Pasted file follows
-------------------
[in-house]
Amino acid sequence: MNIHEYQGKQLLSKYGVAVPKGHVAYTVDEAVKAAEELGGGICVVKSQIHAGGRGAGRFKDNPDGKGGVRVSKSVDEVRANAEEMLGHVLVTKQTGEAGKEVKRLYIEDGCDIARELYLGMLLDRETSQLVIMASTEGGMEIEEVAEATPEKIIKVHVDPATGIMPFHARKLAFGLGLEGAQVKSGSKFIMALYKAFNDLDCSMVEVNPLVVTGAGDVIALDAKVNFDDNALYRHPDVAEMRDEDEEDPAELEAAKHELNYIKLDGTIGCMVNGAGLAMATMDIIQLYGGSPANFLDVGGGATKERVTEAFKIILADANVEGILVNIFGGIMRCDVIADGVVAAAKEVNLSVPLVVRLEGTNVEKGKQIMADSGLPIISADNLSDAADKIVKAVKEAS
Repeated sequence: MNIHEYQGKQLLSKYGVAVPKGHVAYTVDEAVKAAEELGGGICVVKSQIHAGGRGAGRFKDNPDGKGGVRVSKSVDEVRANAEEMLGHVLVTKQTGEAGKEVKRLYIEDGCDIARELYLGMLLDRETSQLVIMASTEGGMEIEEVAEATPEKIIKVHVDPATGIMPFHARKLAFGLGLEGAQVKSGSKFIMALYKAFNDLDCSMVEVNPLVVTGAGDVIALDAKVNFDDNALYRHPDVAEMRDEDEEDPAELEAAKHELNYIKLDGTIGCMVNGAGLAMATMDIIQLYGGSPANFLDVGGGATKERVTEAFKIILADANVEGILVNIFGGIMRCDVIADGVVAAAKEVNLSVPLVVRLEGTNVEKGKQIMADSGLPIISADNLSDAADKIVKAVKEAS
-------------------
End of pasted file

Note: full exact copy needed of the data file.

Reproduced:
[in-house]
Amino acid sequence: MNIHEYQGKQLLSKYGVAVPKGHVAYTVDEAVKAAEELGGGICVVKSQIHAGGRGAGRFKDNPDGKGGVRVSKSVDEVRANAEEMLGHVLVTKQTGEAGKEVKRLYIEDGCDIARELYLGMLLDRETSQLVIMASTEGGMEIEEVAEATPEKIIKVHVDPATGIMPFHARKLAFGLGLEGAQVKSGSKFIMALYKAFNDLDCSMVEVNPLVVTGAGDVIALDAKVNFDDNALYRHPDVAEMRDEDEEDPAELEAAKHELNYIKLDGTIGCMVNGAGLAMATMDIIQLYGGSPANFLDVGGGATKERVTEAFKIILADANVEGILVNIFGGIMRCDVIADGVVAAAKEVNLSVPLVVRLEGTNVEKGKQIMADSGLPIISADNLSDAADKIVKAVKEAS
Repeated sequence: MNIHEYQGKQLLSKYGVAVPKGHVAYTVDEAVKAAEELGGGICVVKSQIHAGGRGAGRFKDNPDGKGGVRVSKSVDEVRANAEEMLGHVLVTKQTGEAGKEVKRLYIEDGCDIARELYLGMLLDRETSQLVIMASTEGGMEIEEVAEATPEKIIKVHVDPATGIMPFHARKLAFGLGLEGAQVKSGSKFIMALYKAFNDLDCSMVEVNPLVVTGAGDVIALDAKVNFDDNALYRHPDVAEMRDEDEEDPAELEAAKHELNYIKLDGTIGCMVNGAGLAMATMDIIQLYGGSPANFLDVGGGATKERVTEAFKIILADANVEGILVNIFGGIMRCDVIADGVVAAAKEVNLSVPLVVRLEGTNVEKGKQIMADSGLPIISADNLSDAADKIVKAVKEAS